A combination of factors, rather than any one individual attribute, makes the Yahoo breach such an unprecedented event. The breach affected as many as 500 million accounts on a global communications platform, an intrusion created by a state-sponsored actor that went undetected from 2014 until last week, according to Yahoo.
Individually, none of those attributes are firsts. Global Internet platforms, such as LinkedIn in 2013, have been compromised before. Breaches of the computer systems of large organizations such as the Target retail chain and the Anthem healthcare network have exposed the personal data of 100 million people or more.
State-sponsored actors have broken into computer networks, such as North Korea’s intrusion, according to the Obama administration, into the computer systems of movie studio Sony Pictures.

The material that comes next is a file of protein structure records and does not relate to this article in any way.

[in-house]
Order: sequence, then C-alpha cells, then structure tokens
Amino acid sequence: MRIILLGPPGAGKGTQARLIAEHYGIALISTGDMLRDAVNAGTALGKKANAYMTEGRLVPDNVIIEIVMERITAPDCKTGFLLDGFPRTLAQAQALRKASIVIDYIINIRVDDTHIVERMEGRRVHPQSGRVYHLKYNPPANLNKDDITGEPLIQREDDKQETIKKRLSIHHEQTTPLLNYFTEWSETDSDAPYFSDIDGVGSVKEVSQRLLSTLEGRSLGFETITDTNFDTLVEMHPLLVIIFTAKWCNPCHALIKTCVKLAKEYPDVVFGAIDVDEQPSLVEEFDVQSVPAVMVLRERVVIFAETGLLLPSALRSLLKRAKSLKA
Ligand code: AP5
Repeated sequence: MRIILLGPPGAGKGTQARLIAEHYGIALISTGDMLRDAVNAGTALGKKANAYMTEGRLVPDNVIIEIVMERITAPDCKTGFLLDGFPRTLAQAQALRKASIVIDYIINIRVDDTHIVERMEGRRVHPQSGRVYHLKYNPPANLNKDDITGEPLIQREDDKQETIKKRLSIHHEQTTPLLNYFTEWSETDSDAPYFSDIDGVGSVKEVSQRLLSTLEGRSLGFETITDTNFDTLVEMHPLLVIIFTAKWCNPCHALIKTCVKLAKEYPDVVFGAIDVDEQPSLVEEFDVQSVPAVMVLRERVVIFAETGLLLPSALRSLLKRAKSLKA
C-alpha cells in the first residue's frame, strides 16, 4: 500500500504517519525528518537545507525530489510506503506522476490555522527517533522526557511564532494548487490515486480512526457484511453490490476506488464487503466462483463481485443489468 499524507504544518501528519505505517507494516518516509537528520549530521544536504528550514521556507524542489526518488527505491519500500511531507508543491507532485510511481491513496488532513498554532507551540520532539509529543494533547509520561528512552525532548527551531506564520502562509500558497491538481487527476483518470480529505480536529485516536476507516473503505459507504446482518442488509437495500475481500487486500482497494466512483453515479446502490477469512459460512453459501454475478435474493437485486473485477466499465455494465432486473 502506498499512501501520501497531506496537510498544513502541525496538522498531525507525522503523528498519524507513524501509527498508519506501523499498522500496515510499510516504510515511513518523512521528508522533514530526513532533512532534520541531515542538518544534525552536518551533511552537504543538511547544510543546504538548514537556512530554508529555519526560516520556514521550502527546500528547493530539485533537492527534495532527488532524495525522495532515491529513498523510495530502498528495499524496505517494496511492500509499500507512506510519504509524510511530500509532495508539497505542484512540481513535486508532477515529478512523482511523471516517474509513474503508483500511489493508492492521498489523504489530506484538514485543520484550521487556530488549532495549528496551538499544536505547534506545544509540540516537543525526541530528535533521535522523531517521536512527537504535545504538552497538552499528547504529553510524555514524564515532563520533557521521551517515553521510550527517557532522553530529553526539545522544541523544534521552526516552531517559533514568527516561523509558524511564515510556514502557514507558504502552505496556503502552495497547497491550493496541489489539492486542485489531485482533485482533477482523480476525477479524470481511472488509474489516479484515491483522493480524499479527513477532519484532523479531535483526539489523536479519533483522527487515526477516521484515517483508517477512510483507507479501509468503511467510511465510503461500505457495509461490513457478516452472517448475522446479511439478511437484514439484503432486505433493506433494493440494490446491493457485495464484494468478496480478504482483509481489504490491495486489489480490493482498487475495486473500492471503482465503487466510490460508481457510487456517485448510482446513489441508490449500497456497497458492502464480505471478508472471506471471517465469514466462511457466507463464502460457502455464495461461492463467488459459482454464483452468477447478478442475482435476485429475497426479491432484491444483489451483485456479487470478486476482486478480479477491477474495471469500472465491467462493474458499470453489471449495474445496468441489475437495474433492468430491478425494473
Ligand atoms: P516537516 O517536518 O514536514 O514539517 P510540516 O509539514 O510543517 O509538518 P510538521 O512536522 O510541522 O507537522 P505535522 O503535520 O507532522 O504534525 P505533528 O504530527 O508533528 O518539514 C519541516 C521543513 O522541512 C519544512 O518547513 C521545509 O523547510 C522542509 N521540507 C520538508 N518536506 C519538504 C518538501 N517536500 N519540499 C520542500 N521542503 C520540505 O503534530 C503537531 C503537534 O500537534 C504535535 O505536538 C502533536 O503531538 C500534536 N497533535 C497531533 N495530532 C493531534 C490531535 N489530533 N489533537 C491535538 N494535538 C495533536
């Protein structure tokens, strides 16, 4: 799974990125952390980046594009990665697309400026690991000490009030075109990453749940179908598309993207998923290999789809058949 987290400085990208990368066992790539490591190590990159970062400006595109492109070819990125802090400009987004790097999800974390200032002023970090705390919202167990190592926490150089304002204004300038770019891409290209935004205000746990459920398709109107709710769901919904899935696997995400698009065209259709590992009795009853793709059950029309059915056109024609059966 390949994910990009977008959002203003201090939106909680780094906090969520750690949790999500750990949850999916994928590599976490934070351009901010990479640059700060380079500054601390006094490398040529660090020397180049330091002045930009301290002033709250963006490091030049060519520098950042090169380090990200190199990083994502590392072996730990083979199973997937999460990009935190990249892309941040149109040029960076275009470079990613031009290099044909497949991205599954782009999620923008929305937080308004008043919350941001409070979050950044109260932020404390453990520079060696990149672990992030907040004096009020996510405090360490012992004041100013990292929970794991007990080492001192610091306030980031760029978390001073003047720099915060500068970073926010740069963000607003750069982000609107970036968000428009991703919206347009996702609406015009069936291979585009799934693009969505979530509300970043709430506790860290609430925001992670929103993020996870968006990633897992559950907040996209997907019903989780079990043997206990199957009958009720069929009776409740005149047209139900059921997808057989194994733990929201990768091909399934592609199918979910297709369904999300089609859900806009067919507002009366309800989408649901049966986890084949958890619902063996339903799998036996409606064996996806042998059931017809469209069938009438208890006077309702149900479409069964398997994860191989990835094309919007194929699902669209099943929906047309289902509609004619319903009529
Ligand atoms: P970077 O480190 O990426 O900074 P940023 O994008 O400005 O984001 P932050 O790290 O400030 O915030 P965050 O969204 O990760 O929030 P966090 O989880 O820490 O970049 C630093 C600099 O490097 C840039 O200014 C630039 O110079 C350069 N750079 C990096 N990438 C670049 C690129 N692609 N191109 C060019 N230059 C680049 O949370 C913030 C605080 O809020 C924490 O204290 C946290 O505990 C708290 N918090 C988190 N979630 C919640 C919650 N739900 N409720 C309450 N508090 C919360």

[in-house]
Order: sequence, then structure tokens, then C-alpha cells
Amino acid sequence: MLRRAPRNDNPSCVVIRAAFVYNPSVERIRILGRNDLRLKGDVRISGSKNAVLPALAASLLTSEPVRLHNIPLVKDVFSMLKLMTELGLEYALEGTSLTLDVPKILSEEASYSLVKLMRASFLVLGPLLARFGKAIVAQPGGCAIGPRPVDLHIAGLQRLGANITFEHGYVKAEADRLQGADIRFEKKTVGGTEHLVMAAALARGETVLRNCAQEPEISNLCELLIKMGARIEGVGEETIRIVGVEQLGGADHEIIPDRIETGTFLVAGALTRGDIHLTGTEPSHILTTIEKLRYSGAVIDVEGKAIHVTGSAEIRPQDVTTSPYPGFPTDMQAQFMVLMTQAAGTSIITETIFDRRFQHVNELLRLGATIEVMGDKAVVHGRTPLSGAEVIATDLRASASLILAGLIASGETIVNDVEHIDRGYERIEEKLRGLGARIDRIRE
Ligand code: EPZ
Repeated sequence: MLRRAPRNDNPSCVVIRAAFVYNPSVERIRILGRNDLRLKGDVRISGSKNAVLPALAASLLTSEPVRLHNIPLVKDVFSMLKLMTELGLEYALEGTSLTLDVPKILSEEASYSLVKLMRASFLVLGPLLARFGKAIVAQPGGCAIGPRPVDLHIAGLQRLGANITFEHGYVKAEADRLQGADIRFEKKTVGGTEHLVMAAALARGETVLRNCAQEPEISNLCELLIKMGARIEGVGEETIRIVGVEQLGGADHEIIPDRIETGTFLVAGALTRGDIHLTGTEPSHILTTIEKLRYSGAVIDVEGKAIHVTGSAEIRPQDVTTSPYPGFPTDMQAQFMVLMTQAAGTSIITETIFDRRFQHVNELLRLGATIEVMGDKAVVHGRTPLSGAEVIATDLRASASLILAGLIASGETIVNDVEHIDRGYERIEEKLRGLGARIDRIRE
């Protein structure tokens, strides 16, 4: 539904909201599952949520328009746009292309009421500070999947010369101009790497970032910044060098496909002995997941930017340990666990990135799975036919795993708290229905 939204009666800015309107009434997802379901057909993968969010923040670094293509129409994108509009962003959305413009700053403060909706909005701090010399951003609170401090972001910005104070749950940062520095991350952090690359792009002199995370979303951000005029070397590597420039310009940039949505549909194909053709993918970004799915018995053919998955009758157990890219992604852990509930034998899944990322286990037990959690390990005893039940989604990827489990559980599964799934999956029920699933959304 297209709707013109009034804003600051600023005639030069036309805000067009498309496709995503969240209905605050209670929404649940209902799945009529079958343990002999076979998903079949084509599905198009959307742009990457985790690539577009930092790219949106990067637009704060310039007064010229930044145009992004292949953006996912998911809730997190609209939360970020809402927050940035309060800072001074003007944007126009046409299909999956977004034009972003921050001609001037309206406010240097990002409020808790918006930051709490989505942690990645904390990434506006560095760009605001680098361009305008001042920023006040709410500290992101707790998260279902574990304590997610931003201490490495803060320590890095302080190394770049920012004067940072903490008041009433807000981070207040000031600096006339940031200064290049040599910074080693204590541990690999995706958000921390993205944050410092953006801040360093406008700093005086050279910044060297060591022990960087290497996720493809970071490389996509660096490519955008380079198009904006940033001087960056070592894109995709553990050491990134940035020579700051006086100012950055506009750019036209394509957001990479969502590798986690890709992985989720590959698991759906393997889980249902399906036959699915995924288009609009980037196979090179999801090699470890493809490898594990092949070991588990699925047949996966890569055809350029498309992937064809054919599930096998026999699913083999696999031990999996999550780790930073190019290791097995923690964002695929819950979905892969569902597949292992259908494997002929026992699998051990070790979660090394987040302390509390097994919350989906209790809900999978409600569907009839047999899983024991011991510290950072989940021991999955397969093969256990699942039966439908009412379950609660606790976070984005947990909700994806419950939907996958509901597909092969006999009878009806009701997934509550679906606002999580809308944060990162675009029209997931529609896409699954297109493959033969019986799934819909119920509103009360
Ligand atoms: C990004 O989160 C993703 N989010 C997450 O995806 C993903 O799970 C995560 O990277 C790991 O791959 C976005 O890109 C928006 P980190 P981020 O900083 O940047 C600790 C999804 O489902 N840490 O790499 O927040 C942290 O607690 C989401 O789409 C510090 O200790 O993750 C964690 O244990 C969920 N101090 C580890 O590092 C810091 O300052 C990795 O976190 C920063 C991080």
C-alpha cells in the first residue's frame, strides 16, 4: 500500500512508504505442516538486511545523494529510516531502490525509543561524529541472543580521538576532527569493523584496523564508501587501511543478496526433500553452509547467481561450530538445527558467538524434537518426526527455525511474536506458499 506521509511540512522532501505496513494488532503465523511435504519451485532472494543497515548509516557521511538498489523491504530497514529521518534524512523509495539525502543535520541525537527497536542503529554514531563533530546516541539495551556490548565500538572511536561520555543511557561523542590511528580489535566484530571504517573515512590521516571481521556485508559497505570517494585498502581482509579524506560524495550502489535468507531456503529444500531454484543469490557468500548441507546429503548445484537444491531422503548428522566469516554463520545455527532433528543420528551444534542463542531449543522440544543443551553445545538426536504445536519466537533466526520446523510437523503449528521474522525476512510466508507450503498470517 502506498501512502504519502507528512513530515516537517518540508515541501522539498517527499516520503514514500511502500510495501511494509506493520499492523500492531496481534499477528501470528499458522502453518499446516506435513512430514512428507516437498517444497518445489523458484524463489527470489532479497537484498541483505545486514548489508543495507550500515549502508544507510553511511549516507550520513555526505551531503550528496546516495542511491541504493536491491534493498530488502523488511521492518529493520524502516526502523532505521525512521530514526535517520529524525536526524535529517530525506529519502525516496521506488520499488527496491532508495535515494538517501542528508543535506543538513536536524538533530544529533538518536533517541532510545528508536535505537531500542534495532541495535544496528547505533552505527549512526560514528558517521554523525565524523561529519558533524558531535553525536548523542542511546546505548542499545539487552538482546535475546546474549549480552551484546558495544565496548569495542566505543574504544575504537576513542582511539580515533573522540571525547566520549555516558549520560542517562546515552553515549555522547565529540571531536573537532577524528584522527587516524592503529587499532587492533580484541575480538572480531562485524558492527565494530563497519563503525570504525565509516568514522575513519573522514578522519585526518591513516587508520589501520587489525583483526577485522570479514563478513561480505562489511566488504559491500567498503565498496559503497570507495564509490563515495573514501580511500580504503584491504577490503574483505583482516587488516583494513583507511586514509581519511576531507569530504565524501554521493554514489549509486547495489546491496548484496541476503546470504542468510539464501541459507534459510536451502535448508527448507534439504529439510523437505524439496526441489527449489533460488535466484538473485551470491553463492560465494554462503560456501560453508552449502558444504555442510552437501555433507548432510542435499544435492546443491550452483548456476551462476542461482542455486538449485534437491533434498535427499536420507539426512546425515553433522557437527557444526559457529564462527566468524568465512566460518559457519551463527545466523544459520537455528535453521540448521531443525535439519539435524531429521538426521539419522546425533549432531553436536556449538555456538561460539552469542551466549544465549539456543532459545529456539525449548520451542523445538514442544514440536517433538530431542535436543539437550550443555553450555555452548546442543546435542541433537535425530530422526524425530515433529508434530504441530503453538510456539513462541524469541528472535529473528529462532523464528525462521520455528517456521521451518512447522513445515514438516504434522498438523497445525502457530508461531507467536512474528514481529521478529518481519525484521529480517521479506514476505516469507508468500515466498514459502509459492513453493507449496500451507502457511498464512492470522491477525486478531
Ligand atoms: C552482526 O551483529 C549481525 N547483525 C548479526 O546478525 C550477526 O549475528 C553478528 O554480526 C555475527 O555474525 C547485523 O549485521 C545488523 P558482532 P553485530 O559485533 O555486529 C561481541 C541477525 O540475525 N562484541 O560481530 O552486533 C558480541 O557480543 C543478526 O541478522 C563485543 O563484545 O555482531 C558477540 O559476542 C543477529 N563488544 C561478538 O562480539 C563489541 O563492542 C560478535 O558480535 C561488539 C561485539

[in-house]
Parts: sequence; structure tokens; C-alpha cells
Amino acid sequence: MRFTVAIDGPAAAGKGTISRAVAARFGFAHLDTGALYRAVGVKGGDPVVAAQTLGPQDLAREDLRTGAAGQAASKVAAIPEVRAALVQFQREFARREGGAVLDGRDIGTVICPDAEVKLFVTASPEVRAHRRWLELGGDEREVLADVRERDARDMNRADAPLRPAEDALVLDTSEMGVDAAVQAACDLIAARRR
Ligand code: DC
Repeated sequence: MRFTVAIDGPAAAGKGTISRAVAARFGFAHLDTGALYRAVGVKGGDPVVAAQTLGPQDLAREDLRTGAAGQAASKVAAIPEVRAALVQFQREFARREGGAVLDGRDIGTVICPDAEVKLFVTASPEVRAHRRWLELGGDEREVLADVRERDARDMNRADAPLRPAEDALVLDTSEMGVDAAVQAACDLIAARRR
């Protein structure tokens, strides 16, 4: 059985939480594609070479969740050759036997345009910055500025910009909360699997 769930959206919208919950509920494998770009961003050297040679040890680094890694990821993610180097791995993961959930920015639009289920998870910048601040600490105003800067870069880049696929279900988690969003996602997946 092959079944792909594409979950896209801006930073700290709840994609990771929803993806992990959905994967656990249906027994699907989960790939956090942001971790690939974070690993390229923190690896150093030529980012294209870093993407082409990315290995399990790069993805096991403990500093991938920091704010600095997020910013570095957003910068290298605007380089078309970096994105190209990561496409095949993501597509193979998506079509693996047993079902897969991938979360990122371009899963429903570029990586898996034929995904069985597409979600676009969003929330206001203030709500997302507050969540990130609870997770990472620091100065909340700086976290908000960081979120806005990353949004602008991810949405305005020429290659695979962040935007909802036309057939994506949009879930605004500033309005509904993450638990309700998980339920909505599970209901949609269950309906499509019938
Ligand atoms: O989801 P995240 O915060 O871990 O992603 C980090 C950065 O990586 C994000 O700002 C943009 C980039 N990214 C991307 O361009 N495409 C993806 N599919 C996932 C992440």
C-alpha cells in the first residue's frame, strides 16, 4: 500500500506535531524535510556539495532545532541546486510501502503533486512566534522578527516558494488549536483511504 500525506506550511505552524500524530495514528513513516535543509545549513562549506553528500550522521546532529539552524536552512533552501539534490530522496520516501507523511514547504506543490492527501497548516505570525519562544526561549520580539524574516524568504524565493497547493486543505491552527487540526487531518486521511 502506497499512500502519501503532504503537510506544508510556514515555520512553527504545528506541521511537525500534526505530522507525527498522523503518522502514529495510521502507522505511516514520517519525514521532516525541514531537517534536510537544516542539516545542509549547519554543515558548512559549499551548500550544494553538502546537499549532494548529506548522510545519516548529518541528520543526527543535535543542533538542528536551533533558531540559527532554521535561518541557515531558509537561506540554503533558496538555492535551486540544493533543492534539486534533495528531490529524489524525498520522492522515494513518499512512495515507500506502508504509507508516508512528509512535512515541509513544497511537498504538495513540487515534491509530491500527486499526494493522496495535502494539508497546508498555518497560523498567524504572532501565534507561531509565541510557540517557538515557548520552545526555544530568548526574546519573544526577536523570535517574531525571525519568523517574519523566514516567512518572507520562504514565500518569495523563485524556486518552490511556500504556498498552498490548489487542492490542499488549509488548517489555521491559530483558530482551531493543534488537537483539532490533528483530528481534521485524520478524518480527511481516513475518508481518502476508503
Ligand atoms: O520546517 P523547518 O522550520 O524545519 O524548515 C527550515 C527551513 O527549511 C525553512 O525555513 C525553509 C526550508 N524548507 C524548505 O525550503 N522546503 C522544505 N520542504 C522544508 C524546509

“When you’re a nation-state, like the Chinese, the Russians, the Romanians or the Vietnamese, these people are really smart, and they are incredibly persistent,” data breach expert Larry Ponemon, chairman of the Ponemon Institute, told MLex. “If they want to get inside, they can’t be stopped.”
And while it took Yahoo about four times longer than the 188-day average for a tech company to discover its systems have been breached, that delay isn’t without precedent, Ponemon said. After entering a computer system, intruders frequently lie dormant for months, even years, during which time they are essentially impossible to detect.
Yahoo will doubtlessly make all those arguments as it defends itself in US court and to regulators around the world. UK Information Commissioner Elizabeth Denham said Friday that “the US authorities will be looking to track down the hackers, but it is our job to ask serious questions of Yahoo on behalf of British citizens, and I am doing that today.”